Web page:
Planet of the Apes
Franklin J. Schaffner 2004 Amazon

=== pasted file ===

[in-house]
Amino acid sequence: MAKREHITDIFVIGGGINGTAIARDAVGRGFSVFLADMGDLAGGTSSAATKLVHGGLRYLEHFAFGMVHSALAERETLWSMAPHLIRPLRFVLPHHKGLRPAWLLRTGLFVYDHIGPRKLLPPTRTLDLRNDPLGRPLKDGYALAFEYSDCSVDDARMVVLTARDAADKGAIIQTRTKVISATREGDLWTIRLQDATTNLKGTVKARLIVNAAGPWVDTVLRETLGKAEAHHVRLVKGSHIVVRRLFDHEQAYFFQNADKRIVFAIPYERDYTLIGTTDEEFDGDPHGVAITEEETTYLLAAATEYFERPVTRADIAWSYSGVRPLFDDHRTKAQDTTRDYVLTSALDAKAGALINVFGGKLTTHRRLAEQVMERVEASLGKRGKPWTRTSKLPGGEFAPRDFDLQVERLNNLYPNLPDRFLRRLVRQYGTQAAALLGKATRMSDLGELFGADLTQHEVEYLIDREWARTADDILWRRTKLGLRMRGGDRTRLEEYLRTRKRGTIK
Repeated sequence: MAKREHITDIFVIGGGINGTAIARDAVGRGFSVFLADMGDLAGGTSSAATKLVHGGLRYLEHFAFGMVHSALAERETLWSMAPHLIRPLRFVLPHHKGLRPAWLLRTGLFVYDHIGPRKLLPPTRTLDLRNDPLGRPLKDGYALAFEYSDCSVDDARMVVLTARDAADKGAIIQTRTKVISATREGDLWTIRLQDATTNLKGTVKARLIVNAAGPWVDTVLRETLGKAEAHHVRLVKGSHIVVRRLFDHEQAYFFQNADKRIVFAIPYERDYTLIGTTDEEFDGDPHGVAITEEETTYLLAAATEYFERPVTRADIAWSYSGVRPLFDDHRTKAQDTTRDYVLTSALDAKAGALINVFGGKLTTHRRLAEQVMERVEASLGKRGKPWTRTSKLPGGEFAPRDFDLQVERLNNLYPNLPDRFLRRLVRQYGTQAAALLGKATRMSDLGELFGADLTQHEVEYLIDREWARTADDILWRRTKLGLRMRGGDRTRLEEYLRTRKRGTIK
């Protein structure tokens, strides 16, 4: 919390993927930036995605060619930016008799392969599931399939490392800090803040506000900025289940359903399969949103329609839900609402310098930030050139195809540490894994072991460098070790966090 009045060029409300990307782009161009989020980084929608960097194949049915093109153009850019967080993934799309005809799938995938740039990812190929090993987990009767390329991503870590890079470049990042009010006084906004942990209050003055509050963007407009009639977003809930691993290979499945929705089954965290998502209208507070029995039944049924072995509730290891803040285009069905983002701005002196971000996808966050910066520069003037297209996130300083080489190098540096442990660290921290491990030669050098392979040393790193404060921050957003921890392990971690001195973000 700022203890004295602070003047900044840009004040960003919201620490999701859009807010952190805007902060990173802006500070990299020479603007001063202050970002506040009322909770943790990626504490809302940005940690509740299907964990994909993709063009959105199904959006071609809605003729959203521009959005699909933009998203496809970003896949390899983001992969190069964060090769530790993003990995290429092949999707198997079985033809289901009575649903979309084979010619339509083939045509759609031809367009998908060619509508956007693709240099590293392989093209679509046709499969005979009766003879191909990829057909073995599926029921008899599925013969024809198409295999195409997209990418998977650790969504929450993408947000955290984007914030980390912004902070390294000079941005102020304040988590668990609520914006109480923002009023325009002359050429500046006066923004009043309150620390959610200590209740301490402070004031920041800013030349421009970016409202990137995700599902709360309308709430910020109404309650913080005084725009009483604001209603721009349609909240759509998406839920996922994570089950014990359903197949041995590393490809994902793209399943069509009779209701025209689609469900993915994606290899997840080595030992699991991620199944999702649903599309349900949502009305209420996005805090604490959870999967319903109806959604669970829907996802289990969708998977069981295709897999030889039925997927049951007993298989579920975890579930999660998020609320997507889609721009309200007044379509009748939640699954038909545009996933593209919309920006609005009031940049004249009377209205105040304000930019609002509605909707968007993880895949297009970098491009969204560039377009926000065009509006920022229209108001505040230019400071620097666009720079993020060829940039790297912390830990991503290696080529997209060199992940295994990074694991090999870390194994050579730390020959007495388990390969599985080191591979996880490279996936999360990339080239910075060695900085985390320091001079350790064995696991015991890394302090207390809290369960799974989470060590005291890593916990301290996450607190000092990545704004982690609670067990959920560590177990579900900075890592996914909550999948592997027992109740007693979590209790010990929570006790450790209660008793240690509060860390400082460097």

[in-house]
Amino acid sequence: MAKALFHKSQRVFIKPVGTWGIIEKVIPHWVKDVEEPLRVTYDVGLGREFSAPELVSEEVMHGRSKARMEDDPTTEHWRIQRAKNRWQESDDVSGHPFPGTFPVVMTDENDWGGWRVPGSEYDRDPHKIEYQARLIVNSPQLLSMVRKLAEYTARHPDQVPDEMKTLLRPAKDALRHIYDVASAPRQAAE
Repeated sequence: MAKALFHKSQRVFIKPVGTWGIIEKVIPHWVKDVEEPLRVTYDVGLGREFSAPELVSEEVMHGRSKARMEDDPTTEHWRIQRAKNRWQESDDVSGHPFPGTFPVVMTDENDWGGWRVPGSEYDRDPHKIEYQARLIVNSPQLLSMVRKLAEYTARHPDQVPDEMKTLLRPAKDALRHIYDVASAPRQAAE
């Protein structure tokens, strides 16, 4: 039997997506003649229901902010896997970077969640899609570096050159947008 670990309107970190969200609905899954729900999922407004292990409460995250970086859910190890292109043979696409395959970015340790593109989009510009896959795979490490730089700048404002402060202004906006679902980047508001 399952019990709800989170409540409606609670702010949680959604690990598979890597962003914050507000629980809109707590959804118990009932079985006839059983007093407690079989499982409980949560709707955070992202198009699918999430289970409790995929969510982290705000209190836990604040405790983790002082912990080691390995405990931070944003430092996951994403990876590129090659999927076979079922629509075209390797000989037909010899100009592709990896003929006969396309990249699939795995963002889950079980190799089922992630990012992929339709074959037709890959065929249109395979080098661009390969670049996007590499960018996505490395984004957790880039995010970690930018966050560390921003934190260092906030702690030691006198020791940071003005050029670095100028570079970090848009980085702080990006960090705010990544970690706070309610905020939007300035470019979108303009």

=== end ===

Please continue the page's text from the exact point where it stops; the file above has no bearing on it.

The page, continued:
Many early science fiction films are now, quite inadvertently (and in most cases undeservedly), objects of camp attention: we laugh at the silly makeup, tin-can special effects, and the naive "high-tech" dialogue. Planet of the Apes is no such film. Its intelligent script, frightening costuming, and savagely effective conclusion (which needs no big-budget special effects to augment its impact) remain both potent and relevant. When Colonel George Taylor (the fabulous Charlton Heston) crash lands his spacecraft on what seems to be an unfamiliar planet, he is captured and held prisoner by a dominant race of hyperrational, articulate apes. However, the ape community is riven with internal dissention, centered in no small part on its policy toward humans, who, on this planet, are treated as mindless animals. Befriended and ultimately assisted by the more liberal simians, Taylor escapes--only to find a more terrifying obstacle confronting his return home. Heavy-handed object lessons abound--the ubiquity of generational warfare, the inflexibility of dogma, the cruelty of prejudice--and the didactic fingerprints of Rod Serling are very much in evidence here. But director Franklin Schaffner has a dark, pop-apocalyptic sci-fi vision all his own, and time has not dulled the monumental emotional impact of the film's climactic payoff shot. If you don't know what I'm talking about here, you owe it to yourself to check out this stone classic, and even if you do, see it with fresh eyes; and don't be surprised if you get the chills all over again... and again... and again. --Miles Bethany Tags